A fundamentalist Baptist preacher arrested and indicted last week in an alleged conspiracy to bomb a San Diego abortion clinic will remain in jail pending his trial on the charges, a federal magistrate decided Thursday.
Granting a request by federal prosecutors, U.S. Magistrate Barry Ted Moskowitz ordered that the Rev. Dorman Owens, leader of the Bible Missionary Fellowship Church in Santee, be detained without bail at the downtown Metropolitan Correctional Center.
Moskowitz said his ruling was based on "clear and convincing" evidence that Owens has "attempted and will continue to attempt to obstruct justice" by urging other defendants in the case not to cooperate with prosecutors.
The magistrate said there were no conditions he could impose on Owens' release that would allow government officials to monitor whether the pastor was abiding by a court order that he refrain from contacting potential witnesses in the case.
'The Only Action'
"Confinement at the MCC appears to be the only action that will disable the defendant" and bar him from opportunities to further influence other defendants or parishioners who may be indicted, Moskowitz said.
Defense attorney Jan Ronis, who had suggested a laundry list of conditions that could accompany Owens' release on bail, called the ruling "unfortunate" and "disappointing" and said he planned to appeal the decision today.
"Obviously, we don't agree with it and will exercise our right to another hearing in federal court," Ronis said.
Assistant U.S. Atty. Larry A. Burns said he was "pleased the court accepted our legal position" but felt no "elation."
"I feel sorry for Mr. Owens. I feel bad about the predicament he's in," Burns said. "And I feel sorry for the members of his congregation that will be hurt by his absence."
Nonetheless, Burns said he "firmly believes" the pastor would repeat an earlier attempt to allegedly persuade a defendant to lie in an effort to protect fellow church members.
"He did it before and that's the best evidence we have that he will do it again," Burns said.
Congregation members and Owens' relatives, some of whom bowed their heads as the judge announced his decision Thursday, marched from the courthouse with little comment after the hearing. The pastor's son, Rev. Paul Owens, who has assumed leadership of the 400-member congregation, said he was "disappointed but not shocked" that his father's release had been denied.
"I'll agree with what the attorney said, and that is, my father walked right into a baited trap," Owens said, referring to conversations between his father and another defendant that were tape recorded by the government.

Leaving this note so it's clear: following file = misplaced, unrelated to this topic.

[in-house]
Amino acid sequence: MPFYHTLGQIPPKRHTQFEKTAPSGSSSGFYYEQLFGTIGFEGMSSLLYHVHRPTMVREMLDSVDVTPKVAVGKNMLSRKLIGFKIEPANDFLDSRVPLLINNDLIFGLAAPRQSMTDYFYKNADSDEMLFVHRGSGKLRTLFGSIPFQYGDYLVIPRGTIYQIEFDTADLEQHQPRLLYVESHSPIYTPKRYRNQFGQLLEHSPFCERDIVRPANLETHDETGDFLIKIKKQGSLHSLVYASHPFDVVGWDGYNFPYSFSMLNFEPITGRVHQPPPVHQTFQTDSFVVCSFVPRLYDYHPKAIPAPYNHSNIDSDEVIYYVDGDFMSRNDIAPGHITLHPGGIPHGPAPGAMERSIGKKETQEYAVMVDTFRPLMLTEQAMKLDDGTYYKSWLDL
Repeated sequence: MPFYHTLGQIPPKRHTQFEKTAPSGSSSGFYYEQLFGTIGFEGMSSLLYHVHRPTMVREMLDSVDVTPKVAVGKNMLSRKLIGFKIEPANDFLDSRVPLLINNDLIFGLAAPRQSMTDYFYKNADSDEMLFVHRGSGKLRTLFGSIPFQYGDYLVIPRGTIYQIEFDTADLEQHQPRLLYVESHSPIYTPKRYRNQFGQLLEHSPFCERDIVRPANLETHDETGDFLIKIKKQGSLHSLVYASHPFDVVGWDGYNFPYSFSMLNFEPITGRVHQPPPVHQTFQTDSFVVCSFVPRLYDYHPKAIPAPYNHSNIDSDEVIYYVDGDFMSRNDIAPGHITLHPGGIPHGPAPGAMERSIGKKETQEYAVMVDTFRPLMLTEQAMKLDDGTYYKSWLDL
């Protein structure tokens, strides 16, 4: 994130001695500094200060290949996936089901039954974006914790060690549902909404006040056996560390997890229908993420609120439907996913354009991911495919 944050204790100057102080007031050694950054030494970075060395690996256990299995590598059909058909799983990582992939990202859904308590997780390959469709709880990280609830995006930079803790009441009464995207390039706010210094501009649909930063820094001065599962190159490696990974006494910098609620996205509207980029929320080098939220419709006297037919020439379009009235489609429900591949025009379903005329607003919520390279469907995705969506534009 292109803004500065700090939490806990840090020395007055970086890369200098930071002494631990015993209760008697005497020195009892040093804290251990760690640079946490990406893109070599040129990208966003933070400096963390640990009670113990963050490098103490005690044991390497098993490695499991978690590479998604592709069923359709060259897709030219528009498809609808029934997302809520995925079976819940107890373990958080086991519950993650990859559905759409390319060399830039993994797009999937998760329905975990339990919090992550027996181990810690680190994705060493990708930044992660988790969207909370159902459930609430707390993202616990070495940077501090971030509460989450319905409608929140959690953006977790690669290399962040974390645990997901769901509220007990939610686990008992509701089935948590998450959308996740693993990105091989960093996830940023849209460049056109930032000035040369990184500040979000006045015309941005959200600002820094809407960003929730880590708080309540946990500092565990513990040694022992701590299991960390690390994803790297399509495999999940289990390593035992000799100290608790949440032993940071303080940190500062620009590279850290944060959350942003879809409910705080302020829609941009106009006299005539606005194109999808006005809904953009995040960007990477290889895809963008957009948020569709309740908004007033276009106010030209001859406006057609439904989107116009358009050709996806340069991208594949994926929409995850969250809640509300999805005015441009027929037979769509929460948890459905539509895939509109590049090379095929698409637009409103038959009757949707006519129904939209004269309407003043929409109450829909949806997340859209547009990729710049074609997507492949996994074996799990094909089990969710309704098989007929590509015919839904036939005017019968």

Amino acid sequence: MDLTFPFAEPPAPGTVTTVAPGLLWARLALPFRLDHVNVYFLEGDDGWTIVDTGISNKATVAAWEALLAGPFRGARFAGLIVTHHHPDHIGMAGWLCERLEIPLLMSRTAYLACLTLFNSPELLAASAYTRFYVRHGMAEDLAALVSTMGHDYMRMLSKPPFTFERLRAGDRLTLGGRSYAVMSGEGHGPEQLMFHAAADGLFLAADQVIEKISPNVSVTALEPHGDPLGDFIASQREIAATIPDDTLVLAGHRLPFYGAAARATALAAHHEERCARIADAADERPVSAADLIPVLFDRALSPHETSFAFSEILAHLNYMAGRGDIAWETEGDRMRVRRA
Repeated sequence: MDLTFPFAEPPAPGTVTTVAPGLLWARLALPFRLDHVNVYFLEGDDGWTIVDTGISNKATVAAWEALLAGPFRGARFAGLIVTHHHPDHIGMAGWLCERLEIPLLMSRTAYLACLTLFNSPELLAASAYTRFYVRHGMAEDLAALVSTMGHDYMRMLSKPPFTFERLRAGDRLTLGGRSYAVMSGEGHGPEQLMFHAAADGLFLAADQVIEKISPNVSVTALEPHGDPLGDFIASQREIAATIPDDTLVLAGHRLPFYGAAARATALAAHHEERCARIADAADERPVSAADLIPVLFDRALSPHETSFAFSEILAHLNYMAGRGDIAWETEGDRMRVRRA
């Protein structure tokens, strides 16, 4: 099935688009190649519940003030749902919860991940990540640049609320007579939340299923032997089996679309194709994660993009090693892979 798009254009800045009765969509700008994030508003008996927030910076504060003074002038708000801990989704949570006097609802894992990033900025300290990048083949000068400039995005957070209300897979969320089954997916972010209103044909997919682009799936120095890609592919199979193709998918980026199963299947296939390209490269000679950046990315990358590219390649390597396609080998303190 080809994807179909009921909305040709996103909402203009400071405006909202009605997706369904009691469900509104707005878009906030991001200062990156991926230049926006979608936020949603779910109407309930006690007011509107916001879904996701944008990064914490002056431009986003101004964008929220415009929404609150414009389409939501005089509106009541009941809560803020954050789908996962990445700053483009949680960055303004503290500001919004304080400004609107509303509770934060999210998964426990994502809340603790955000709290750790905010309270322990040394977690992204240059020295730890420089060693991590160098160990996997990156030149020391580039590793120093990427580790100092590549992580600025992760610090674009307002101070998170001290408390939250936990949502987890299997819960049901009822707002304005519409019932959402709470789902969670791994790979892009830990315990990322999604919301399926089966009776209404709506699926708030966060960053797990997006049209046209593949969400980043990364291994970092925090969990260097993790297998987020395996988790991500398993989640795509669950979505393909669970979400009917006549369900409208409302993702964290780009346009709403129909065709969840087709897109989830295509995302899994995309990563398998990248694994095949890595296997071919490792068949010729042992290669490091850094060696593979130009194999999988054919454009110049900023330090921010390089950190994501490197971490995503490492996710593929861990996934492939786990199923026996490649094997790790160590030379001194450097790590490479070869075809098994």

Dorman Owens, 54, and six members of the Bible Missionary Fellowship were arrested a week ago and charged with conspiring to bomb the Family Planning Associates Medical Group on Alvarado Road in July. The church, which was founded in 1971, has a history of picketing family-planning clinics and participating in anti-homosexual demonstrations, where their signs--including one saying, "Do You Have AIDS Yet?"--have drawn widespread attention and angry responses.
The defendants, the youngest of whom is 22, face six charges ranging from conspiracy to bomb and commit arson to manufacturing an explosive device. Each count carries a maximum penalty of 10 years in prison and a $250,000 fine. Although the charges relate only to the July episode, prosecutors allege that Owens and his followers also conspired to bomb two other organizations--a Planned Parenthood office and Womancare Clinic, a feminist health-care facility in Hillcrest.
According to the indictment, the seven defendants planned the bombing during a series of meetings in May and July of this year. Prosecutors say the defendants bought gunpowder, chemicals and other supplies to build the pipe bomb and gave them to Eric Svelmoe. Authorities alleged that Svelmoe, 32, tested "explosive devices" in several locations before placing the pipe bomb, taped to a gasoline can, on the doorstep of the Family Planning Associates Medical Group.
Svelmoe was arrested immediately after the bomb attempt, which was foiled when the fuse on the device burned out. He has been in custody at MCC ever since.
In a separate indictment, Owens, a square-jawed former truck driver from Fort Worth, Tex., who has lived in San Diego County since 1958, is accused of witness tampering for allegedly urging Svelmoe to lie to prosecutors to protect fellow church members.
Prosecutors say that two jail house conversations they tape recorded between Svelmoe and Owens on Nov. 2 and Nov. 3 reveal that the pastor attempted to persuade his parishioner to refuse to cooperate with the government and "make false statements" so as not to implicate two fellow congregation members in the plot. Svelmoe is now cooperating with the government. He has agreed to plead guilty to one count of attempted bombing and arson in return for the dropping of other charges against him.